Pick up the Slack: NFL divisional playoffs recap
By PATRICK SLACK
NFC: San Francisco 45, Green Bay 31
What a performance by San Francisco quarterback Collin Kaepernick.
After throwing a pick-six on the opening drive of the game, Kaepernick came back and absolutely tore up the Packers’ defense throughout Saturday night’s contest, throwing for 263 yards and running for another 181, in the process making 49ers head coach Jim Harbaugh look like a genius.
Earlier in the season, after Kaepernick had filled in for then-starter Alex Smith because of a concussion, Harbaugh opted to stick with the youngster despite Smith having led San Francisco to last year’s NFC championship game while also in the midst of a strong first half of this season.
Harbaugh rolled the dice, opting for the big-play capability of Kaepernick, and at least for one week, was rewarded.
On the flip side, it was apparent a long time ago, all the way back to the “reception that wasn’t,” against Seattle in week two, that this wasn’t going to be Green Bay’s year.
The Packers went 15-1 a year ago, but couldn’t seem to get rolling this year while suffering numerous injuries.
Although the Minnesota Vikings were young this year and have the ability to improve going into next year, there’s a good chance Green Bay will be even better too.
NFC: Atlanta 30, Seattle 28
In a classic case of scoring a go-ahead touchdown too soon, Seattle overcame a three-touchdown deficit to take a 28-27 lead with 31 seconds remaining, only for Atlanta to drive back down the field for a last-second 49-year field goal to pull out the win.
It would be hard to overstate the importance of the victory for Atlanta quarterback Matt Ryan, who has done remarkable work in the regular season in the early stages of his career, yet hadn’t come through with a playoff win heading into Sunday.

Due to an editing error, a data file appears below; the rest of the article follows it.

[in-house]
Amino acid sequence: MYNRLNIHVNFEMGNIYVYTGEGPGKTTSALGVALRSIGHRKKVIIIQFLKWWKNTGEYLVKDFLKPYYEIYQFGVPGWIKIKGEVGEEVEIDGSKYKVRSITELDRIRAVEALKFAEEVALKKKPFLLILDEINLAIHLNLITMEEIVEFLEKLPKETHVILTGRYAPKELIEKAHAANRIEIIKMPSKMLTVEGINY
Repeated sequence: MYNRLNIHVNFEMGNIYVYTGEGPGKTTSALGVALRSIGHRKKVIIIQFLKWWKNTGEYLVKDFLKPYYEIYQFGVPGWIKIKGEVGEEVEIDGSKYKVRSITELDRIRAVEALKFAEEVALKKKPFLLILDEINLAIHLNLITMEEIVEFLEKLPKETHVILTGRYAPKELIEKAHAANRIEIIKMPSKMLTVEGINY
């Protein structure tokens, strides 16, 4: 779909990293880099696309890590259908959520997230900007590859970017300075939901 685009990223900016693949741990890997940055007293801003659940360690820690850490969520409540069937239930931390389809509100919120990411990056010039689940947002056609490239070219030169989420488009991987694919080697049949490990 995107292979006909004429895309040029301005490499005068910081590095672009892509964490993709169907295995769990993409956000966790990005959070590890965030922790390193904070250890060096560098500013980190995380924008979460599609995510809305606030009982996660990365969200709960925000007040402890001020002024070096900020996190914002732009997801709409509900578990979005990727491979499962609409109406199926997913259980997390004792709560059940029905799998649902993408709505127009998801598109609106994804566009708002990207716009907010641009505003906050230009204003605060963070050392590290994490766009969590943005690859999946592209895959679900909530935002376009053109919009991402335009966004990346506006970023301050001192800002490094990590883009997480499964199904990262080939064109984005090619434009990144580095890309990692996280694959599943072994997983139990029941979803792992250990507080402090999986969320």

He played a great first half, only to miss on a few key throws that could have drained the clock in the fourth quarter.
However, being able to hit two key mid-range throws to set up Matt Bryant’s game-winner instantly transformed him from a stat-padding regular season standout into a franchise cornerstone and one of the game’s elite passers.
AFC: New England 41, Houston 28
Tom Brady was at it again with a monster playoff performance, while Houston once again shriveled under the pressure.
It’s hard to see Houston making a Super Bowl run with Matt Schaub at quarterback, and after getting mauled by the Patriots for the second time this year, major repairs to what was supposed to be an elite defense also appear to be in order.
AFC: Baltimore 38, Denver 35 (2OT)
In the marquee game of the weekend, there’s really no other way to put it than to say that Denver choked away a chance to host the AFC title game.
Inexplicably, Denver head coach John Fox didn’t allow quarterback Peyton Manning a chance to drive down the field to at least get a field goal with three time outs at the end of the first half and two at the end of the second half.
Odds are, the worst case scenario in both opportunities would be that neither team would score.
At least at the end of the first half, if Baltimore somehow forced a turnover and got points, Denver would have had the second half to respond.
At the end of the fourth quarter, Denver opted for the 50-50 toss-up of overtime rather than even take a shot.
Even if the Broncos wouldn’t have been able to score at the end of the fourth, they would have been in no worse of a position than they were in overtime, and the odds of them being able to score than the Ravens in that final minute were much greater than 50-50.
Not that Fox deserves all of the blame.
The Denver defense was woefully unprepared for Joe Flacco’s desperation heave that tied the game in the final minute, and Manning threw one of the worst passes of his career that set up Baltimore’s game-winning field goal in extra play.
Manning dropped to 9-11 in his career in the postseason with the loss, and while he deserves plenty of credit for getting the Colts and now Broncos into so many playoff games, posting a sub-.500 record in the playoffs, including several losses at home, puts him a notch below Brady as the top quarterback of this generation.